A plain message to smokers

A HARTLEPOOL mum has welcomed legislation on the other side of the world to make cigarettes less attractive to children.

Plain tobacco packaging comes into effect in Australia from tomorrow, and the North East campaign group FRESH is calling on the UK government to follow its example.

Out will go colourful, glossy packs and in will come drab grey-green boxes featuring larger, harder-hitting picture warnings - with pictures of damaged lungs and hearts, gangrenous feet and cancerous tumours.

Lisa Taylor, 35, from Hartlepool, said she would support the introduction of standardised, plain packs if it prevents young people from being attracted to colourful tobacco brands.

She said: “I first started smoking when I was 11 years old as a way to fit in with groups of friends. At the time, I remember that there were two main brands that everyone had to be seen to be smoking – one of the brands came in a shiny gold packet and looked more expensive.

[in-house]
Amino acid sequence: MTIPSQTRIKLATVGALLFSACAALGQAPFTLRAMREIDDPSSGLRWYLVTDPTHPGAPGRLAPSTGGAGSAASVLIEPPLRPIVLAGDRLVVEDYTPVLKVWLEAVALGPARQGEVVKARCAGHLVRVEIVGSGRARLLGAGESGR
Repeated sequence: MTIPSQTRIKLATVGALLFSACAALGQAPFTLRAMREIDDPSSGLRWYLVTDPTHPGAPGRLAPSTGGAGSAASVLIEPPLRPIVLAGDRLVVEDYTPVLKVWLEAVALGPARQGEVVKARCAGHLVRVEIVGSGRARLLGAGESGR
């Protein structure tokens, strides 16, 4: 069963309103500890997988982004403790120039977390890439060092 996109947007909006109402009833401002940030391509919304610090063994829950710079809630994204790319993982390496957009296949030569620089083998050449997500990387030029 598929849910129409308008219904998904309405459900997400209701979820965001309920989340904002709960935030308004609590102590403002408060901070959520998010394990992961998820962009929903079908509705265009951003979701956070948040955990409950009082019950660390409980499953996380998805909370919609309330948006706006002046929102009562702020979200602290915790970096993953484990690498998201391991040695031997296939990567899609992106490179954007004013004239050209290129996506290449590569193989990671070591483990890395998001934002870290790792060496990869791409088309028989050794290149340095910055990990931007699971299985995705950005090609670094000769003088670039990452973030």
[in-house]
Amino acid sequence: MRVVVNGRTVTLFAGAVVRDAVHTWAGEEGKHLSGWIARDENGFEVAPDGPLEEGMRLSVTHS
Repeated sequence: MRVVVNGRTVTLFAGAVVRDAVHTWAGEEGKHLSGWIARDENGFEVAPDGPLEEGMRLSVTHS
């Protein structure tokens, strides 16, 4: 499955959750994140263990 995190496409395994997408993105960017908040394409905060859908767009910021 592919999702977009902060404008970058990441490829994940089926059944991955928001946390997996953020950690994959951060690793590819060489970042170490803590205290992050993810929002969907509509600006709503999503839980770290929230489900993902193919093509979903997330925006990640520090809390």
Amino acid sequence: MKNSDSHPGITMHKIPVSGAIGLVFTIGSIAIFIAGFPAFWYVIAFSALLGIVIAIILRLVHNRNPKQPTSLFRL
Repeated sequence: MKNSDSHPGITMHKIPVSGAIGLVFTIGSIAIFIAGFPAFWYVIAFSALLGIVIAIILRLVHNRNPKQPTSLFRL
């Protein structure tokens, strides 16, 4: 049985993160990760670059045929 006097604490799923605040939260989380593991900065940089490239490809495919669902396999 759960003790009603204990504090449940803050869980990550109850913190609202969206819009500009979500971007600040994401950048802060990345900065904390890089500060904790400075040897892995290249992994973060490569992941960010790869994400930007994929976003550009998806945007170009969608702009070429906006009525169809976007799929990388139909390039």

“To me and my friends, the gold packet suggested that it was a stronger cigarette in taste, so we went for the one that looked like it was milder.

“Now, every day when I take my kids to school I see so many young people smoking brands with much more attractive packaging. Someone showed me this really cool-looking slide pack which I’d never seen before - I couldn’t believe my eyes because the pack was being played with like a toy.

“I quit smoking in June 2011 and feel so much better for it.”

A YouGov poll found that 66 per cent of North-East adults said they would support the sale of tobacco in standardised packaging, with only 11 per cent opposing.